by Ian Kollar
The familiar sounds of fall are back, and they’re music to many sports fans’ ears.
The raucous crowds. The shrill whistles. The crunch of body-to-body collisions and 800-plus-pound pileups. And of course, the drowned-out playcalling on a mic’ed up field general.
Yes, sports fans, football is back.
But you know what? I’m not your typical sports fan.
I’d prefer the pop of a glove, the crack of the bat, the whistle of the ball, the call of an umpire muffled behind a mask.
And hey, they don’t call it the “Fall Classic” for no reason.
I’m no baseball apologist and openly admit that football is low on my list of favorite sports; I just never got it as a kid. But baseball, oh my beloved baseball, how it quells all cravings through a good portion of the year, tiding over the time of year where no football games are played with contact, no meaningful basketball is played, and hockey sticks are stowed away til colder weather comes. Yes, the World Cup gave soccer center stage for a few weeks this July, but the focus of the sports world is solely on baseball for the longest out of the “major” sports.
As well it should. Baseball is not for everyone, but for those who enjoy it, they deserve it to be their sole focus.
While football teams have a couple weeks to feel out one another and, to borrow a cliche’, separate pretenders from contenders, Major League Baseball’s hottest month is coming to a boil. Pennant races are open in both leagues, wild card berths to be had. Eight teams will make the playoffs in October; right now, 14 teams are contending and no spot is settled with just three weeks left in the season.
So where do we go from here?
Oh yeah, to a preview of what’s to come. In the upcoming days, I will preview the rest of the divisions in each league, and make bold predictions for the playoffs. Enjoy baseball while you can. Football can wait. So can hockey. And basketball. Because before you know it, October will be gone, snow will be on the ground in the Northeast, and all other sports will enjoy their time in the spotlight. Then, once the snow thaws, it’ll be all about America’s Pasttime once again.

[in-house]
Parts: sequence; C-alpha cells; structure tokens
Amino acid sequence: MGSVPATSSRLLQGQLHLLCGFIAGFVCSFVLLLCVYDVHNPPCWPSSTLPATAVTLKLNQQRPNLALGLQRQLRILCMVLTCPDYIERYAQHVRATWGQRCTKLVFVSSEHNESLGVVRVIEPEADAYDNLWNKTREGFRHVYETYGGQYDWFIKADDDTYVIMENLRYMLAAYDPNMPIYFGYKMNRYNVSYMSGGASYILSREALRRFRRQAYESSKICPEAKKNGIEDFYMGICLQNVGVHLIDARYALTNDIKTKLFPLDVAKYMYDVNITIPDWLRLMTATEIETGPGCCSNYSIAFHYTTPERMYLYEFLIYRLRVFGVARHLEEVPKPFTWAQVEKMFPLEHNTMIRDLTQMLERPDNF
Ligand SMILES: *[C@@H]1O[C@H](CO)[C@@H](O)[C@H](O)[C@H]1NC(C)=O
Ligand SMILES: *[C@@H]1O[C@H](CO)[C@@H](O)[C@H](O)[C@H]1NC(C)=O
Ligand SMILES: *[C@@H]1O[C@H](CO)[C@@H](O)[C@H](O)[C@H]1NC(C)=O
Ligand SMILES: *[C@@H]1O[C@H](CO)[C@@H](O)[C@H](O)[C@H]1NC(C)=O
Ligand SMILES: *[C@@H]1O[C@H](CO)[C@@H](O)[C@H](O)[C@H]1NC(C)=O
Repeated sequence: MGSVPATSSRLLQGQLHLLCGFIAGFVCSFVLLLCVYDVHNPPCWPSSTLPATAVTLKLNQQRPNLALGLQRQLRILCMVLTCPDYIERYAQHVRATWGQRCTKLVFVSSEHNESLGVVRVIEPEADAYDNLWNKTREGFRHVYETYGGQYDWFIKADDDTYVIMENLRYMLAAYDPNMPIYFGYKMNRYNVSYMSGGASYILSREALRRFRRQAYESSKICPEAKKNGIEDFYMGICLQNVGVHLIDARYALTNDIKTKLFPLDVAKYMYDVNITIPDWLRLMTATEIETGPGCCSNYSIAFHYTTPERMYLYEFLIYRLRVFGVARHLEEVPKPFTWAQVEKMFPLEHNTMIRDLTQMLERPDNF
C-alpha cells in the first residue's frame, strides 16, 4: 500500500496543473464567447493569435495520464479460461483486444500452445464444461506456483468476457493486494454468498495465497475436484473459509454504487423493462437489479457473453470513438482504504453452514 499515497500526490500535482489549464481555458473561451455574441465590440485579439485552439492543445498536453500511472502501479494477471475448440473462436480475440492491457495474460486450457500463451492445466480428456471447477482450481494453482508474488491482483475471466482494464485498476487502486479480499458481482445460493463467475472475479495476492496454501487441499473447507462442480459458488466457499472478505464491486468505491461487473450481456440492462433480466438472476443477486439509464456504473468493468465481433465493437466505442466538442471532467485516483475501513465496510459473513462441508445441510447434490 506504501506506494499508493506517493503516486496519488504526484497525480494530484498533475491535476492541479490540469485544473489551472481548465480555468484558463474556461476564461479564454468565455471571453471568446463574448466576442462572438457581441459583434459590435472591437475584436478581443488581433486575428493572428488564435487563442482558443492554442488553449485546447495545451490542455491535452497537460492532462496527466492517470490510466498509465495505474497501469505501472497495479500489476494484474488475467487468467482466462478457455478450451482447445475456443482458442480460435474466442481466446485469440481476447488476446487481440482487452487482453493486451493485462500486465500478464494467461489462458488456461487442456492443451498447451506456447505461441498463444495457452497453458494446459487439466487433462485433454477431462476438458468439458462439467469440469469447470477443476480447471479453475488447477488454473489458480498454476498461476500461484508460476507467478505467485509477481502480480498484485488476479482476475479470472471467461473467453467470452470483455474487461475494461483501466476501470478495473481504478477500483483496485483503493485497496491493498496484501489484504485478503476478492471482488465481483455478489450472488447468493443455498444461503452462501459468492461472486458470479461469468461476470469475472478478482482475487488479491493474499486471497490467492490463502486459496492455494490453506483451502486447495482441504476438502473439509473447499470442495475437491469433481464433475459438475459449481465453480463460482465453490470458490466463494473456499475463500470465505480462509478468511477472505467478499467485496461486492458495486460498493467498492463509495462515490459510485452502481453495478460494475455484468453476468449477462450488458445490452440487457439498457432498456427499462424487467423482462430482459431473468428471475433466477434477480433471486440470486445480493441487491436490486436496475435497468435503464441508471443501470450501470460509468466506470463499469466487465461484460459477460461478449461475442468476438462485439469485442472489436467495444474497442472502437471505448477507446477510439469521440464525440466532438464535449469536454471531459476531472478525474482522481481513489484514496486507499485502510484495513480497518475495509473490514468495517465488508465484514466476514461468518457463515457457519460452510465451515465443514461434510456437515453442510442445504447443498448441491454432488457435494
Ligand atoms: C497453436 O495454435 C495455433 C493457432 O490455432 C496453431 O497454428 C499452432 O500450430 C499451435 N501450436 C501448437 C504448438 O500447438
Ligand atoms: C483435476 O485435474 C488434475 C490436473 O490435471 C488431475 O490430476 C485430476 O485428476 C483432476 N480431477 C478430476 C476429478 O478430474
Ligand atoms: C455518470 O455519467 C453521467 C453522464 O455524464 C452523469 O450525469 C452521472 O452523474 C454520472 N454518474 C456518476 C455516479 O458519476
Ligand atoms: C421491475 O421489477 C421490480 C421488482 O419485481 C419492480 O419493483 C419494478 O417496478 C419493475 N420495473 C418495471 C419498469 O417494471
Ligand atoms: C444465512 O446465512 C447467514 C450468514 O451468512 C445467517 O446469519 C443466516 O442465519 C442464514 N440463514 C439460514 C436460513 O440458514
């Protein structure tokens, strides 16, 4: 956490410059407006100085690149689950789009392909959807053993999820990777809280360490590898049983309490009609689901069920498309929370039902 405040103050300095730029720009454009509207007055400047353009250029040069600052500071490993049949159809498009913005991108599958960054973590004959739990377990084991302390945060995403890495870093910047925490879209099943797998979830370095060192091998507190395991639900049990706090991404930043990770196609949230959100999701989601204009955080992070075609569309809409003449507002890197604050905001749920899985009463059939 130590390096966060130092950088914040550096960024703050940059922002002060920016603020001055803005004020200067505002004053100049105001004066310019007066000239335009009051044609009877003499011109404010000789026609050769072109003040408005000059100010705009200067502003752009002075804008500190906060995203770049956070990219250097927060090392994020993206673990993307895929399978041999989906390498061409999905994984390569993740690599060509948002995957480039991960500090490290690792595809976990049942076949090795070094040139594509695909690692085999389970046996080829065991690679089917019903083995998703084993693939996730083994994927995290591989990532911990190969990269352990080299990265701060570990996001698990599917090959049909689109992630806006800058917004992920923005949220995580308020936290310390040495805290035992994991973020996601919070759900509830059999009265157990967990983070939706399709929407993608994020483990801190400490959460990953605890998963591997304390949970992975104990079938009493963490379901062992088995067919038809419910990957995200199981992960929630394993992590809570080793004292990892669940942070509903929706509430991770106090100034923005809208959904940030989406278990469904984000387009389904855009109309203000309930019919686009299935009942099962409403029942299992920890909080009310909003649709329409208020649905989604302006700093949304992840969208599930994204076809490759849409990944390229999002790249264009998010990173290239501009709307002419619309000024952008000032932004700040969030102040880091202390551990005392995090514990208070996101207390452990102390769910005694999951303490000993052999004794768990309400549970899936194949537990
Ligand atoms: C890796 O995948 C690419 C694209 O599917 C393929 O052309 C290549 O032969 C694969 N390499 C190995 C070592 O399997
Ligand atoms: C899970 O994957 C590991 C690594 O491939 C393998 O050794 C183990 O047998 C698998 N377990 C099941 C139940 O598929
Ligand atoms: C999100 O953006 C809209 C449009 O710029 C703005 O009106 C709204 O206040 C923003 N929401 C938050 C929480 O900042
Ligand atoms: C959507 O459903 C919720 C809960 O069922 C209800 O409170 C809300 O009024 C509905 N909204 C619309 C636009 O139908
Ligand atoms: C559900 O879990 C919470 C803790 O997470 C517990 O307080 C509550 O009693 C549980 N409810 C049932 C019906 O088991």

National League East
The NL East has been the hub of attention for a multitude of reasons:
- Most media coverage is East Coast-centric.
- The Atlanta Braves and the Philadelphia Phillies, two well-known teams, are rekindling a rivalry after several years of Atlanta dormancy.
- The Phillies, who recently overtook the Braves for the division lead (and best record in the NL), are fresh off back-to-back NL champions and World Series appearances.
Whichever team wins this division will likely have home-field advantage throughout the playoffs thanks to a surprising National League victory in the All-Star game. The Phillies, a local favorite of mine, have a top-tier pitching rotation that, according to some experts, could send a Roy Halladay-Cole Hamels-Roy Oswalt trio at the Atlanta Braves in BOTH upcoming series. The Braves aren’t slouches either, with Tim Hudson having a fantastic season and second-year pro Tommy Hanson pitching solidly behind him. Derek Lowe and Jair Jurrjens, despite uncharacteristic ERAs above 4, bring big-game experience to the table.
The problem with the Braves is that their offense is slumping at the wrong time. Their August acquisition of 1B Derrek Lee has done little (he was hitting under .250 for a good portion of his tenure with Atlanta), and were averaging under 4 runs per game in September. A lack of run support could doom a team this late in the year.
The Phillies’ bats, meanwhile, woke up at the right time; rather, I should say the players wielding them got healthy at the right time. Most of Philadelphia’s roster dealt with time on the disabled list, but the team has adjusted, other players have stepped up, and as previously mentioned, the starting pitching has been excellent at least 60 percent of the time.
Hamels knows a bit about run support – he lacked it for a good part of the year. In September, though, Philly is averaging 5.5 runs per game in that same span.
One might argue that the Phillies might be overusing the three aces’ arms in September, and that it could come back to haunt them. To those critics, I say this: they have to get there first.
Atlanta is struggling at the wrong time. The Braves and the Phillies face each other six times down the stretch, including the final three games of the regular season. Atlanta’s offensive studs this season have been Omar Infante and Martin Prado, while rookie Jason Hayward has been very good and Brian McCann has lived up to his All-Star status. The four of them, however, pale in comparison when laid out next to the Phillies’ roster, including a scalding hot Shane Victorino, a clutch Carlos Ruiz, steadily-stellar Placido Polanco and a healthy Chase Utley and Ryan Howard. That isn’t even mentioning former NL MVP Jimmy Rollins, lefty masher Raul Ibanez or hot-and-cold righty Jayson Werth.